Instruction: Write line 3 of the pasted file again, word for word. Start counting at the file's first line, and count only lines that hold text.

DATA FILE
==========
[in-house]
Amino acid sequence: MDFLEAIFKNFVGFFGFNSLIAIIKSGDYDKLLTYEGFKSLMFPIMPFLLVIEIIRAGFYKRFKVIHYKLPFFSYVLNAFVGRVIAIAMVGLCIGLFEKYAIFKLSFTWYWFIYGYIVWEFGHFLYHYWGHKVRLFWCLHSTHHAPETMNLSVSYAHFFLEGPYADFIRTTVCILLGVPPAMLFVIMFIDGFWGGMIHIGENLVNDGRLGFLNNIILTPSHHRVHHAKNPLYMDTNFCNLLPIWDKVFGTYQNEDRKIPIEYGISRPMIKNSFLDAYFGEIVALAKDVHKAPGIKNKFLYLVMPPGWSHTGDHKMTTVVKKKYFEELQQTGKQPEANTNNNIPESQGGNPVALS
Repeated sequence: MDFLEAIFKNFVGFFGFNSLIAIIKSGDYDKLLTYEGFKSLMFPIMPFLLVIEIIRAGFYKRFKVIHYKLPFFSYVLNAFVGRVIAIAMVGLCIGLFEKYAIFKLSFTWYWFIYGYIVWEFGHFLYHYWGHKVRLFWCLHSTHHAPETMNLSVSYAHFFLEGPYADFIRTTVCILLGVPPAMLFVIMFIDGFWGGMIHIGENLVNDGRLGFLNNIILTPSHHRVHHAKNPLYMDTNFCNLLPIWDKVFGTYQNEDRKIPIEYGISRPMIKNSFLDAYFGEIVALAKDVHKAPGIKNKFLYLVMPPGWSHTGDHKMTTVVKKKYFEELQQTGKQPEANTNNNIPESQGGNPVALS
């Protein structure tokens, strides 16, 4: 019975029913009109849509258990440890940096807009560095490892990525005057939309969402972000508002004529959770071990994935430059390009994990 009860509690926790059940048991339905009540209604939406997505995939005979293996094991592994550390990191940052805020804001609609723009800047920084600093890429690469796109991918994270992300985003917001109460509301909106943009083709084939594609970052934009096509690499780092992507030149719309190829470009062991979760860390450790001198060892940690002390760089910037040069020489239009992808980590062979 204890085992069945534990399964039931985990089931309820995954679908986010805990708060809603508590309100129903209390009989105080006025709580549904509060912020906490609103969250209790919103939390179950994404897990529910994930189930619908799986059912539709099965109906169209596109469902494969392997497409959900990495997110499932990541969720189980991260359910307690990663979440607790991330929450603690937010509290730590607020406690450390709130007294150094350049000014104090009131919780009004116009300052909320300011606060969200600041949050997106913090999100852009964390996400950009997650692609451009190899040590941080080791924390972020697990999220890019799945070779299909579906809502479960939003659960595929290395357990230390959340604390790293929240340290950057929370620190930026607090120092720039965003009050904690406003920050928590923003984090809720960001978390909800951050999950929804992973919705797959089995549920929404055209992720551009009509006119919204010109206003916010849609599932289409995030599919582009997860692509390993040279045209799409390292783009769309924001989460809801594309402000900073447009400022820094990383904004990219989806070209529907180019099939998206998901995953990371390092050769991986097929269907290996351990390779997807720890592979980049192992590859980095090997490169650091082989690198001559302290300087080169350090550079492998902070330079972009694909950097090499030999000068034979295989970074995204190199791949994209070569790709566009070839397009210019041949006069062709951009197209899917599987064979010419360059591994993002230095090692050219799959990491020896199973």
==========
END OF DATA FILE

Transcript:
Repeated sequence: MDFLEAIFKNFVGFFGFNSLIAIIKSGDYDKLLTYEGFKSLMFPIMPFLLVIEIIRAGFYKRFKVIHYKLPFFSYVLNAFVGRVIAIAMVGLCIGLFEKYAIFKLSFTWYWFIYGYIVWEFGHFLYHYWGHKVRLFWCLHSTHHAPETMNLSVSYAHFFLEGPYADFIRTTVCILLGVPPAMLFVIMFIDGFWGGMIHIGENLVNDGRLGFLNNIILTPSHHRVHHAKNPLYMDTNFCNLLPIWDKVFGTYQNEDRKIPIEYGISRPMIKNSFLDAYFGEIVALAKDVHKAPGIKNKFLYLVMPPGWSHTGDHKMTTVVKKKYFEELQQTGKQPEANTNNNIPESQGGNPVALS